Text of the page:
Private freight operators are poised to make a quantum leap in the transfer of freight from road to rail, taking millions of heavy lorry journeys off the roads. The private sector is well developed in rail freight, owning wagons, locos and terminals and offering forwarding and other added-value services; private sector management combined with the commercial discipline of a competitive market could bring substantial economies to the rail mode, both in operations and infrastructure provision, as high as 75 per cent in some areas.
Open access to the tracks for private operators, combined with charges based on the marginal cost of freight using a primarily passenger network, could transform a moribund institution into a smart, expanding, commercial operation making a cost-effective contribution to our future transport needs.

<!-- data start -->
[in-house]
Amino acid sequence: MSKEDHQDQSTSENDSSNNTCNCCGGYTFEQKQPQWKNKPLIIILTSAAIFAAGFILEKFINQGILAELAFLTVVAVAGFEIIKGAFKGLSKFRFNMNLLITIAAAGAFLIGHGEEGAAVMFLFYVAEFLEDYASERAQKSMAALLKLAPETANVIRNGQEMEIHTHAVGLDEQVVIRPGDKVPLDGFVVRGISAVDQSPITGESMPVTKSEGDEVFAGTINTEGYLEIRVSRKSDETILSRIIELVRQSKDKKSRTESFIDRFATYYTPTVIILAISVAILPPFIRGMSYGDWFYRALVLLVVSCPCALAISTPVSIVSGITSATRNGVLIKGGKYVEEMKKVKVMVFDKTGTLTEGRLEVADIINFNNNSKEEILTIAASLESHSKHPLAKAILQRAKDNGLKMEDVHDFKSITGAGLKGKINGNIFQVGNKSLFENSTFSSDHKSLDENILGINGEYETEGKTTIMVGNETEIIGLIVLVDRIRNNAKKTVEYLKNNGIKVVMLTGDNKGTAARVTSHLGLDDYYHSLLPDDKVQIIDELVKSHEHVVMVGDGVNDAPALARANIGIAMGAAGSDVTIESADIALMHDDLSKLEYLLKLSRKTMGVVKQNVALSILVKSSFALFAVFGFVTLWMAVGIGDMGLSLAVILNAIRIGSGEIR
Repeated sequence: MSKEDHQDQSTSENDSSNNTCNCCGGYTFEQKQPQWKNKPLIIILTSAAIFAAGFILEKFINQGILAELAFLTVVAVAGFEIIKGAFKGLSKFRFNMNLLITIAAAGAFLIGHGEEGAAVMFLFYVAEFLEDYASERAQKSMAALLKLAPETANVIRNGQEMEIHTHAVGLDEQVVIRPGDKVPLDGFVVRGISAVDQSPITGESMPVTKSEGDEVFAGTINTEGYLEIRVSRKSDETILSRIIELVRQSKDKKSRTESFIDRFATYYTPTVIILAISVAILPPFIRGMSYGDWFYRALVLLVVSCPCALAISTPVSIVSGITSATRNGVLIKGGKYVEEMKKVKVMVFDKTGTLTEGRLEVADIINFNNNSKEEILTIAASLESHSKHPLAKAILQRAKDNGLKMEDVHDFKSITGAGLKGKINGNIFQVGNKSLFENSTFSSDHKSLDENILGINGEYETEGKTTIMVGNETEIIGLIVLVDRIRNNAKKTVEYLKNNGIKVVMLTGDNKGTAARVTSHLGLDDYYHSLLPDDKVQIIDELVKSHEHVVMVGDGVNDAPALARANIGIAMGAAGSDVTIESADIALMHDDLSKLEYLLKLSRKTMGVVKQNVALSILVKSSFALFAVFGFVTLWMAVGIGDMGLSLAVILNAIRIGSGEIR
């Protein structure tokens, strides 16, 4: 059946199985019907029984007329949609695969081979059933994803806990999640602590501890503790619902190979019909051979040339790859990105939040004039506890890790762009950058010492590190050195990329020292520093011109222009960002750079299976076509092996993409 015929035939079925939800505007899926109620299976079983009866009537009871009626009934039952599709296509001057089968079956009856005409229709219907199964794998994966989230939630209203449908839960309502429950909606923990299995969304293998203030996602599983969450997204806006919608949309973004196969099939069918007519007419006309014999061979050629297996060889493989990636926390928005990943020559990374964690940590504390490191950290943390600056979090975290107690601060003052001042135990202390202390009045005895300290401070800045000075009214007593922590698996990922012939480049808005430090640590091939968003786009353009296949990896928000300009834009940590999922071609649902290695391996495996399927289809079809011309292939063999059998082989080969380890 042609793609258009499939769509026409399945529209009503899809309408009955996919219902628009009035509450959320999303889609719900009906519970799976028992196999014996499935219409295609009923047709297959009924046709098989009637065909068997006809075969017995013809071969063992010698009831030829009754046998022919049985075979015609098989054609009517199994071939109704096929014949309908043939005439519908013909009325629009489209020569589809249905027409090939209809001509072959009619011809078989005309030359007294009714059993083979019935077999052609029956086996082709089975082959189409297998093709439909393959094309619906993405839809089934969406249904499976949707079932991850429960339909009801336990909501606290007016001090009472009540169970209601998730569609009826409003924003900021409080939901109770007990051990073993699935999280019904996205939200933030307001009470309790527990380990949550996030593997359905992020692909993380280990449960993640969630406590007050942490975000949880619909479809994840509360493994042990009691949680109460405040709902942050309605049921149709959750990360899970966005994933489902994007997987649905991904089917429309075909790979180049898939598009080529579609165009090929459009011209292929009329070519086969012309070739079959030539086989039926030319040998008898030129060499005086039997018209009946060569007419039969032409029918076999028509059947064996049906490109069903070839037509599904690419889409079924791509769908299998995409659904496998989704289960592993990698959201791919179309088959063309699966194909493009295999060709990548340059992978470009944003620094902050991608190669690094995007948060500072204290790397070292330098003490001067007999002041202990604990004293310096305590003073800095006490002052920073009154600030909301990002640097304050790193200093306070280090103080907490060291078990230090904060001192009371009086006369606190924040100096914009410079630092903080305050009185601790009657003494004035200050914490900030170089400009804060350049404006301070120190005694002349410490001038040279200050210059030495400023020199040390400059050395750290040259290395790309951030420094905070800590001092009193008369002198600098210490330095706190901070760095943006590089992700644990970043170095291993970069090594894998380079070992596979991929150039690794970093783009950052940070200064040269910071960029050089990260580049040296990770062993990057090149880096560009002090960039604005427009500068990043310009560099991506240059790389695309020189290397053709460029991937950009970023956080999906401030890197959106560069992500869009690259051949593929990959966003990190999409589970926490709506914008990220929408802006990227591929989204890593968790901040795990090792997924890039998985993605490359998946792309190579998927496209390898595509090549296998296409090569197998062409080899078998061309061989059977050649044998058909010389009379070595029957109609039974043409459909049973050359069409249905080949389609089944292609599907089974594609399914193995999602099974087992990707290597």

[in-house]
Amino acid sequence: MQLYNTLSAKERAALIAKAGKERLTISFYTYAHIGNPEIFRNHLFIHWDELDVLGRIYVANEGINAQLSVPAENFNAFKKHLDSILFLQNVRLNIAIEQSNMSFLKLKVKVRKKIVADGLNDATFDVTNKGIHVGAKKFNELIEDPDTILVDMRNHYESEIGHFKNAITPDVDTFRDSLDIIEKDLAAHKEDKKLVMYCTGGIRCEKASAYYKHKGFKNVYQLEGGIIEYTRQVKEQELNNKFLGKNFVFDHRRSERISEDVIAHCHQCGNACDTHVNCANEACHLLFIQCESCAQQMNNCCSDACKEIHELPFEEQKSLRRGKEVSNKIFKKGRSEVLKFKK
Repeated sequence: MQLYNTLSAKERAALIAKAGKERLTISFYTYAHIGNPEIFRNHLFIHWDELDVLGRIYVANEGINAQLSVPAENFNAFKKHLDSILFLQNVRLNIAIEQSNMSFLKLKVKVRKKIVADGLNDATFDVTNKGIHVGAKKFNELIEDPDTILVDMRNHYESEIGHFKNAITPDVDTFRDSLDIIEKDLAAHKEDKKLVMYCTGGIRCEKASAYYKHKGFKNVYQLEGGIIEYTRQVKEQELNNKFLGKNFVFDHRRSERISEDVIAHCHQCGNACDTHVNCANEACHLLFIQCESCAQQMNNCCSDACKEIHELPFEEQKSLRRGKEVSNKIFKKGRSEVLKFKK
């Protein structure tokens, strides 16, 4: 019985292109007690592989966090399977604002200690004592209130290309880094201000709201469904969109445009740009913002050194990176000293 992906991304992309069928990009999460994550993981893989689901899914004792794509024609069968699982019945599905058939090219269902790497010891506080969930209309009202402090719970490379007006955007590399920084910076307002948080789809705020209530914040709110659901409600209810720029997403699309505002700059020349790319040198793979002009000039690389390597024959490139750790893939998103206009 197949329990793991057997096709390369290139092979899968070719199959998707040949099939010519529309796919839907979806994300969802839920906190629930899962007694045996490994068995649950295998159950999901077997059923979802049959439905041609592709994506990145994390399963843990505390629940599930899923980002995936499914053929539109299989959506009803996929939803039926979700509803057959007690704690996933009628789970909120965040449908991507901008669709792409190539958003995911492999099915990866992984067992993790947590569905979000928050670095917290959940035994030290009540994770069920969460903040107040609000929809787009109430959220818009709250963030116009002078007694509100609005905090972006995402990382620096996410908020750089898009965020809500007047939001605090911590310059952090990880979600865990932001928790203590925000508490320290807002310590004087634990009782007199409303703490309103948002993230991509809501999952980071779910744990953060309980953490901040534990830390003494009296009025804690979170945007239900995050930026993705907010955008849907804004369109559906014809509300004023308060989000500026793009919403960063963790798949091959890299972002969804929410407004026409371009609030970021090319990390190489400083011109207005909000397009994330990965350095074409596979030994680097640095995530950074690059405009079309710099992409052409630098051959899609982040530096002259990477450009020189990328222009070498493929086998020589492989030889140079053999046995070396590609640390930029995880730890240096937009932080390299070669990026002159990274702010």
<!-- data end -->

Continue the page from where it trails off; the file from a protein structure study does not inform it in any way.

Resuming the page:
More than a year has passed since Malcolm Rifkind asked Sir Bob to encourage private rail freight operations, and it is now apparent that BR is placing obstacles in the way of this far-sighted plan. In the meantime, BR's freight sectors follow a 'cherry- picking' policy, lining up the profitable traffics to be retained in their management buy-outs, discarding on to the roads many traffics which private operators know they could carry viably given the opportunity.
Without the proposed legislation we will see the demise of rail freight (except for a few limited markets of little relevance to freight in general) and all that this implies in terms of congested roads and environmental damage. The problems of privatising the passenger railway must not be allowed to result in a tragic loss of the huge benefits offered by rail freight.
Rail Freight Group (RUG)
22 DecemberReuse content